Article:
It is for this reason that formerly my gracious, dear lord father, of blessed memory,4 and others, out of good and sufficient intelligence and learning, also for their part made us adhere to this Confession many years ago through legitimate ways and means, until a free, Christian, and impartial council should reach a decision. And by God’s grace and mercy, my pious lord father and I have stood by this confession – he to his grave, and I to the present day. And also as part of our governance, before and after the Confession, we have had this doctrine taught and preached, and we have known no other way – even as I still know no other way – to have the eternal, imperishable truth of God announced and expounded to our subjects than in this way. Since then I am now firmly convinced of this in my conscience, I owe God this gratitude and obedience in response to this inexpressible grace which he has shown me, namely that I do not fall away from the truth I have come to know and have confessed, the truth of his almighty will, the will he has revealed to all the world through his Word – so great is my desire to inherit eternal salvation and to escape eternal damnation. For this is what it says in that comforting and terrifying passage of God’s Word: “Whoever confesses me before other people, him I will confess before my heavenly Father. But whoever disowns me before other people, him I will also disown before my heavenly Father” [Matthew 10:32-33]. But if I were to acknowledge and accept the Interim as something Christian and godly, then I would have to go against my conscience and deliberately and intentionally condemn and disown the Augsburg Confession and that which I have hitherto maintained and believed about the gospel of Jesus Christ in many chief articles of doctrine on which salvation depends, and I would have to approve with my mouth that which I considered in my heart and conscience to be completely and utterly contrary to the holy and divine Scriptures. Oh, God in heaven, that would be a misuse and horrible blaspheming of your holy name, and it would be like I was trying to deceive and mislead both you on high in your exalted majesty and my secular jurisdiction here below on earth with fancy words, for which I would have to pay dearly, and all too dearly, with my soul. For that is the true sin against the Holy Spirit, concerning which Christ makes clear that it shall never be forgiven, neither in this world nor in the next, that is, into eternity. Since then I am tied up and imprisoned in my conscience (according to my perception of its voice) and since I know better from the instruction of proven testimonies of Divine Scripture, I therefore ask in all submissiveness and humility, through the mercy of God which he has shown to the entire human race through the incarnation and death of his only and beloved Son, our Savior and Redeemer Jesus Christ, that the Imperial Majesty would not be put out by me for not agreeing to the Interim and instead stubbornly persisting in the Augsburg Confession, and for setting everything else aside and considering only how I might partake of eternal joys after this life of misery and trouble.

For the Imperial Majesty seems to have the idea that what I really want has nothing to do with religion or faith, but with some hoped-for reputation and other temporal things along with it5 – as if anything, out all the temporal possessions available, could be more desirable to me than my freedom and, above all, the prospect of going with my heavy and enfeebled body to be with wife and child in peace and ease.6 These are thoughts of the heart, which no one can know but God himself. But I testify before the face of God, and wish to testify at the Last Judgment, when God will demand an account from me and all people as to how we have spent our lives here in thoughts, words, and actions, that I am seeking nothing in this matter except the glory of his omnipotence and how I might be received as a child and heir of eternal life. As far as external matters are concerned, I have always been eager to render humble obedience to the Imperial Majesty, as God knows, and I will continue to do that and to keep inviolable what I have promised, vowed, and sworn to the Imperial Majesty, with all the integrity of a prince. I pray that the almighty God would soften Your Majesty’s heart toward me, that I might one day obtain favor with respect to my protracted imprisonment and be paternally released from the same, lest I be allowed to be the first prince and blood relative of Your Majesty7 to spend his life in prison during the reign of Your Majesty: to whom I let myself be herewith commended in all humility.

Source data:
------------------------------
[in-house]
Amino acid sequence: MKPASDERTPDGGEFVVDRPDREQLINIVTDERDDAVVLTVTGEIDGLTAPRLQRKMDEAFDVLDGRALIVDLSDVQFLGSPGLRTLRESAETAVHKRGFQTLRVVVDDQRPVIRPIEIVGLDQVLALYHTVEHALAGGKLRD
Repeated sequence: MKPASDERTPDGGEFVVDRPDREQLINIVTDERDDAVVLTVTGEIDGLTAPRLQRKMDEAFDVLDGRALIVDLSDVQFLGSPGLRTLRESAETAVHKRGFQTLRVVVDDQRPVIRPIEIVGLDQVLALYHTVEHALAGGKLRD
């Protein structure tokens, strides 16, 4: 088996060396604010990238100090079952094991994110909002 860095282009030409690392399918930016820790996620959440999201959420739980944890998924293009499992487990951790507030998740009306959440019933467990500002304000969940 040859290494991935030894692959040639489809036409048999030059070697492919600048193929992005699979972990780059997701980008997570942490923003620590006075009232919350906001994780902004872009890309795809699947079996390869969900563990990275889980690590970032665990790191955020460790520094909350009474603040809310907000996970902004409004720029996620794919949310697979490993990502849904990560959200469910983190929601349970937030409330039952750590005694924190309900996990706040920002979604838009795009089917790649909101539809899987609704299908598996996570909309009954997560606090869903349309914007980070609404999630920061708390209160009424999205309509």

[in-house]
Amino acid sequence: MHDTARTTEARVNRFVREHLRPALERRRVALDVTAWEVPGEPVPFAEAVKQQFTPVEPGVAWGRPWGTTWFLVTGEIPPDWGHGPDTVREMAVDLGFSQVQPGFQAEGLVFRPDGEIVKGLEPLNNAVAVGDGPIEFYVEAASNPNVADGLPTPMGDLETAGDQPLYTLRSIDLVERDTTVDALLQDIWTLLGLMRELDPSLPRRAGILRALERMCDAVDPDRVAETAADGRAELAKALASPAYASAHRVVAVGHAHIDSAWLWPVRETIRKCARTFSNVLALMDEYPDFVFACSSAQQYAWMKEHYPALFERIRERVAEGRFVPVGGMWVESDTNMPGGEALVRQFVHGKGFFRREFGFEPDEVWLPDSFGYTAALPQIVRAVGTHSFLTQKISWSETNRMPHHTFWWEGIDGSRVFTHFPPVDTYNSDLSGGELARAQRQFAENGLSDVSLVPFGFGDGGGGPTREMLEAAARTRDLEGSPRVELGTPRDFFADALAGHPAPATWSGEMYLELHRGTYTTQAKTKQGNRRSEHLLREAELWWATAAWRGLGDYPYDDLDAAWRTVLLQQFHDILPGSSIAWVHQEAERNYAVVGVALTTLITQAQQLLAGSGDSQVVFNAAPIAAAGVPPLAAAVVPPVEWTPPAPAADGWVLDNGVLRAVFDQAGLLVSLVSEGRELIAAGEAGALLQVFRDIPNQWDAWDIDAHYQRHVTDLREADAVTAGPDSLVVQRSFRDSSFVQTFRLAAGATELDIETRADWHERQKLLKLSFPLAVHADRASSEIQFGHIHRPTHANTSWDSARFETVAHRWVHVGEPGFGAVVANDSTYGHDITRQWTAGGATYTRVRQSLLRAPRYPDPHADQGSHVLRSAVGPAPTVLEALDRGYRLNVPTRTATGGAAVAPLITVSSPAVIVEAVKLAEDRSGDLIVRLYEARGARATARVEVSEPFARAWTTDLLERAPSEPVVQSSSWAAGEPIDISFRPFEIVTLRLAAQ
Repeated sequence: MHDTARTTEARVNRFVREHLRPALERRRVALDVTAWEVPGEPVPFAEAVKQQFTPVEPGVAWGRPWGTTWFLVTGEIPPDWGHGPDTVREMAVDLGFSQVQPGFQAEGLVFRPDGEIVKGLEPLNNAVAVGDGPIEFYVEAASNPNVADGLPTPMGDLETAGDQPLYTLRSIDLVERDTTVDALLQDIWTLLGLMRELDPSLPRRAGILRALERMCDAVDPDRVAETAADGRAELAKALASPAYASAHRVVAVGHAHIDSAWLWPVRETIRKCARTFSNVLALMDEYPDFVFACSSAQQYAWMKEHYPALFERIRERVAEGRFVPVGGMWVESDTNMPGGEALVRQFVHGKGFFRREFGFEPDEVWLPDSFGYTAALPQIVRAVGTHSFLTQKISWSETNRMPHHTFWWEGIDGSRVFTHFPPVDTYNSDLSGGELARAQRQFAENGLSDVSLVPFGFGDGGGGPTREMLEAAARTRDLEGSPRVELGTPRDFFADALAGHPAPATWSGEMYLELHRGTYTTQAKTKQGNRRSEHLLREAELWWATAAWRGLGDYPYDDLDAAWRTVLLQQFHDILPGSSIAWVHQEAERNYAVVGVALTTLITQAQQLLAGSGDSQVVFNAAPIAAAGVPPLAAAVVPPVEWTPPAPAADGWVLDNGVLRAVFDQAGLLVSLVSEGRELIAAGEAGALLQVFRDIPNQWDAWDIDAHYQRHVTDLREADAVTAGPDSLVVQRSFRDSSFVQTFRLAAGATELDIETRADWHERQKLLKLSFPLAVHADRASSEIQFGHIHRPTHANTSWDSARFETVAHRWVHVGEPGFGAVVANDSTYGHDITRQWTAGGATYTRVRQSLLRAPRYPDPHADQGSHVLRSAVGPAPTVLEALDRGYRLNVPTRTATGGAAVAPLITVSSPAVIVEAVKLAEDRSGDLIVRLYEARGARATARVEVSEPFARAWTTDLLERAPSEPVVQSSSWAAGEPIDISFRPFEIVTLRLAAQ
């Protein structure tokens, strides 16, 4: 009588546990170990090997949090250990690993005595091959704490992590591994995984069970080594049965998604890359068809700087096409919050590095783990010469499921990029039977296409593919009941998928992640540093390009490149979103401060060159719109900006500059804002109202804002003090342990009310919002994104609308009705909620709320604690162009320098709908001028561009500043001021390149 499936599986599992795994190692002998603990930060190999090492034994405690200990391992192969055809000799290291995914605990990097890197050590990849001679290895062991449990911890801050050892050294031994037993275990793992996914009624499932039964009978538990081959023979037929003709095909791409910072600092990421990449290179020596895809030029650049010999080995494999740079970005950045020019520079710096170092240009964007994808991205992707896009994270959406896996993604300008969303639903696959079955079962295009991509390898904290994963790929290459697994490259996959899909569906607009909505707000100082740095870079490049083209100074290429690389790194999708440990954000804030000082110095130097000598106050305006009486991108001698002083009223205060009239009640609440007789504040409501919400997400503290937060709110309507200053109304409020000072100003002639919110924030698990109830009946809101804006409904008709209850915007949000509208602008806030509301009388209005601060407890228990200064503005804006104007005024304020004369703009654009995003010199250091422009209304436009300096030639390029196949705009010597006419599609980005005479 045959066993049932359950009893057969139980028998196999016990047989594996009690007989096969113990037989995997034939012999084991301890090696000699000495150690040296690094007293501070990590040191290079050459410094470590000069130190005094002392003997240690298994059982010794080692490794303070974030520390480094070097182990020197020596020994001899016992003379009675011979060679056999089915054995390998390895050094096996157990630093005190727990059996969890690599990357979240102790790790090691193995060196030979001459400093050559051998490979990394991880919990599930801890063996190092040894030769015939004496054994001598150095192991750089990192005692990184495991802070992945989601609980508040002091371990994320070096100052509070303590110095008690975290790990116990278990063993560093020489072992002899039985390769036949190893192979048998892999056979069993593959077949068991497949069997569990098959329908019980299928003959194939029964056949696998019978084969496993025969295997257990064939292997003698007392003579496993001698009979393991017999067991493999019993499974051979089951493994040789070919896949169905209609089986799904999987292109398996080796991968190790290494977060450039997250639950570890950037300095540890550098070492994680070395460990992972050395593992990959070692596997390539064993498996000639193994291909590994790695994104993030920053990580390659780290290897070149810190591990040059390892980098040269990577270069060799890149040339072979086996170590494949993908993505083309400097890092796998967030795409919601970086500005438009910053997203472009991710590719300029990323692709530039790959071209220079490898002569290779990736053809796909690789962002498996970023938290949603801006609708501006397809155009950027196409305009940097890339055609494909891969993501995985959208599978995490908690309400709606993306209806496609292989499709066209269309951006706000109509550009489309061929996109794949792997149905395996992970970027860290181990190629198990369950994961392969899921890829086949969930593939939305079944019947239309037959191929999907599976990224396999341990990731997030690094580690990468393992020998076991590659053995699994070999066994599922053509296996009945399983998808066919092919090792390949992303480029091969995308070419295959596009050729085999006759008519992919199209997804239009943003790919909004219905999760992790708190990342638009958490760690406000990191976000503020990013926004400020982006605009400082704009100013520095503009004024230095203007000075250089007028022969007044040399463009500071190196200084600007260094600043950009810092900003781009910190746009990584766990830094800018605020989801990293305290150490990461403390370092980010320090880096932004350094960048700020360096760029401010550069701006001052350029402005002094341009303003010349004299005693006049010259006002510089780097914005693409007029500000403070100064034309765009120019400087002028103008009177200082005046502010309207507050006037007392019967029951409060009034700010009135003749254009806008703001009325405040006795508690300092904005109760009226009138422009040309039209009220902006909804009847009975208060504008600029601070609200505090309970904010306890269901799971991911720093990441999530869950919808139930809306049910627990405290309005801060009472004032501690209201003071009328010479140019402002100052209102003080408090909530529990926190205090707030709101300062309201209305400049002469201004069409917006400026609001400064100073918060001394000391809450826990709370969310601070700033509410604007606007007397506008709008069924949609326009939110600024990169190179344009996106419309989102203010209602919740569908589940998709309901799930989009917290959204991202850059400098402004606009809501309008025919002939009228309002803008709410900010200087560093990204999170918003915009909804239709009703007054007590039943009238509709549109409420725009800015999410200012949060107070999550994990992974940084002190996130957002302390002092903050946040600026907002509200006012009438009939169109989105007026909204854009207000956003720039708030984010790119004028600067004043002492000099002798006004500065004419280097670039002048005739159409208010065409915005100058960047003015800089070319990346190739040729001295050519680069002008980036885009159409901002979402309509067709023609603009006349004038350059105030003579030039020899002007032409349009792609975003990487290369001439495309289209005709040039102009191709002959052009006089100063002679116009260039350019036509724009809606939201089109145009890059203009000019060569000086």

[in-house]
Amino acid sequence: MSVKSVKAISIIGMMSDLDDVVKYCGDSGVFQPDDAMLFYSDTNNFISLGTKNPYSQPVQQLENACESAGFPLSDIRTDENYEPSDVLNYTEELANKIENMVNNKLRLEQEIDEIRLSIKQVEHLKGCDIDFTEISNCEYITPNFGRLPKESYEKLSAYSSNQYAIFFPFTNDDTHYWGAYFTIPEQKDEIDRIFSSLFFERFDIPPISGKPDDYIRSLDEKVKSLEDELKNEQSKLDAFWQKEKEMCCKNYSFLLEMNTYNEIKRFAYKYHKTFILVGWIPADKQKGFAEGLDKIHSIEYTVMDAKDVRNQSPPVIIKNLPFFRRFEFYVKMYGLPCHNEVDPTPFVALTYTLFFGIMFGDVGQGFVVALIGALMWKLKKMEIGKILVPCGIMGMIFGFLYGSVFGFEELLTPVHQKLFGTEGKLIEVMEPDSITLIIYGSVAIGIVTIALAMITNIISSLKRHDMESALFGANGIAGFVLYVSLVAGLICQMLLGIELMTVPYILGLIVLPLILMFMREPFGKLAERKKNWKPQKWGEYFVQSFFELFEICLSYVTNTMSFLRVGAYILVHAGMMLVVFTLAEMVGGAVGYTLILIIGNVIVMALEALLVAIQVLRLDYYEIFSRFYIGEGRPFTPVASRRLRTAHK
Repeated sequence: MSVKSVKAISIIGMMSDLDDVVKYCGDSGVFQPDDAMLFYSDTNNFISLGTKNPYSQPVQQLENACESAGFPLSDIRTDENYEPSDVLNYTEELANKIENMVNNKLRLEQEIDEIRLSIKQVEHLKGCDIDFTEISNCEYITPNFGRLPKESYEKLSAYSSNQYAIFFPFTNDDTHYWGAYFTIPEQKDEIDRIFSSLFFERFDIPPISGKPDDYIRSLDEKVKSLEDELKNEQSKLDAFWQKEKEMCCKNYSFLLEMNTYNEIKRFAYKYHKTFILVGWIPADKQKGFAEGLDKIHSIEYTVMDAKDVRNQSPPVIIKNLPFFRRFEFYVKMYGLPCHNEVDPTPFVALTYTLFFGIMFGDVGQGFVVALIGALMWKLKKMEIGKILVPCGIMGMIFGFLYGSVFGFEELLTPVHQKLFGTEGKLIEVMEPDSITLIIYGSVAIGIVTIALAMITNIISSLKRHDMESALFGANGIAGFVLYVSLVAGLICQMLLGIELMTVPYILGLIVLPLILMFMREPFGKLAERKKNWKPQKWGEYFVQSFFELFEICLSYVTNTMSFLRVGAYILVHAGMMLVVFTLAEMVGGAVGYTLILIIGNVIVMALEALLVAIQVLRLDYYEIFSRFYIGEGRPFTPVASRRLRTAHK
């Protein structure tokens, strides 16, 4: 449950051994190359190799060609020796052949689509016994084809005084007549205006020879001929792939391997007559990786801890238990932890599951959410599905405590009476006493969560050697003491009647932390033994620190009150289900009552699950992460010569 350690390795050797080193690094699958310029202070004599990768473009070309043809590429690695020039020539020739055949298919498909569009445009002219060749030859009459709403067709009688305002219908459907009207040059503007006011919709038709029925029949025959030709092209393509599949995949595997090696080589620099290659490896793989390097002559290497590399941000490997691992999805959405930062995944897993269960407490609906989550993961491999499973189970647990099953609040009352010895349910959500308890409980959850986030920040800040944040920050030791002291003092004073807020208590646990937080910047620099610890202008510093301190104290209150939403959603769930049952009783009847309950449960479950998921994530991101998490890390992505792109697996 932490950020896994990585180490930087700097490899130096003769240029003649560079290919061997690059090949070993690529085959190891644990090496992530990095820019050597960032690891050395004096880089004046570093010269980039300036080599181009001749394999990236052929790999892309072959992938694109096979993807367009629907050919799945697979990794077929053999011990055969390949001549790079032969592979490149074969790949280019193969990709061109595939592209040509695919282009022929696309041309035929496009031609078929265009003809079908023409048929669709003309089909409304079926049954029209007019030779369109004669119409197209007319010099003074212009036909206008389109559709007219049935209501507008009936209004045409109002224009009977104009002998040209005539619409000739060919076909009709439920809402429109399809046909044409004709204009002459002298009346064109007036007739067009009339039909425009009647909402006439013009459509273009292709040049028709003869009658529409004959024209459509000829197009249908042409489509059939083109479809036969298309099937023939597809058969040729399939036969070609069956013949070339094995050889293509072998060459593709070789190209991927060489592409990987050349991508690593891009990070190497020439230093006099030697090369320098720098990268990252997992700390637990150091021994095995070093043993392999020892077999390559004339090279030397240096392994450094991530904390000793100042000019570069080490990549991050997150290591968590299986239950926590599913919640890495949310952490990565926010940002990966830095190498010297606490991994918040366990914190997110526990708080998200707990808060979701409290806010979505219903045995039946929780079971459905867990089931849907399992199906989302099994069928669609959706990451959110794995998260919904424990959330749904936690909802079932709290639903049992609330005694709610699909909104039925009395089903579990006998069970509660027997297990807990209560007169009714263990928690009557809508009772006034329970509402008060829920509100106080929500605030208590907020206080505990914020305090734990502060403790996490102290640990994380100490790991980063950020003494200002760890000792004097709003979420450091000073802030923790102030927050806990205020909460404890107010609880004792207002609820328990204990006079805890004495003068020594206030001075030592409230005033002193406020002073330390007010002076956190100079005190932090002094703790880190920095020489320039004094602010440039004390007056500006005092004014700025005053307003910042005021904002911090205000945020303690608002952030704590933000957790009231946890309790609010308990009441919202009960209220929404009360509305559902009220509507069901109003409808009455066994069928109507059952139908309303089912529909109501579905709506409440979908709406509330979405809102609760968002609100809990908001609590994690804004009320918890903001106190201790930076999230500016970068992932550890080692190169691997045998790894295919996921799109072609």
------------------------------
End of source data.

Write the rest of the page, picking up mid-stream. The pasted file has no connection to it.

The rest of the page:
Johann Friedrich the Elder

Endnotes

1 Charles V (1500-1558), Holy Roman Emperor from 1519 to 1556

2 I.e., at the 1548 Diet of Augsburg

3 The Capitulation of Wittenberg is detailed in the preface above.

4 Johann the Steadfast (1468-1532) was Elector and Duke of Saxony from the death of his brother Friedrich the Wise in 1525 until his own death in 1532.

5 German: Denn daß / die mich belanget [sic] / in die Käyserliche Maj. gebildet / als solte es mir nicht umb die Religion oder Glauben / sondern umb eine verhoffte Reputation und andre zeitliche Dinge hiermit zu thun seyn:

6 Johann Friedrich and his wife, Sibylle of Cleves, had four sons. At the time this letter was written, the first, Johann Friedrich II, was 19 years old; the second, Johann Wilhelm, was 18; the third, Johann Ernst, had died in infancy; and the fourth, Johann Friedrich III, was 10. Thus he is probably referring to his wife and youngest son here, though he may be using “wife and child” as a more general expression for “wife and children”.

7 One of Johann Friedrich’s great-grandfathers – the father of his grandmother, Margaret of Austria – was Duke Ernst the Iron of Inner Austria (1377-1424), who was also a great-great-grandfather of Holy Roman Emperor Charles V.

German Original

Churfürst Johann Friedrichs zu Sachsen Bekäntnüß auff das Interim,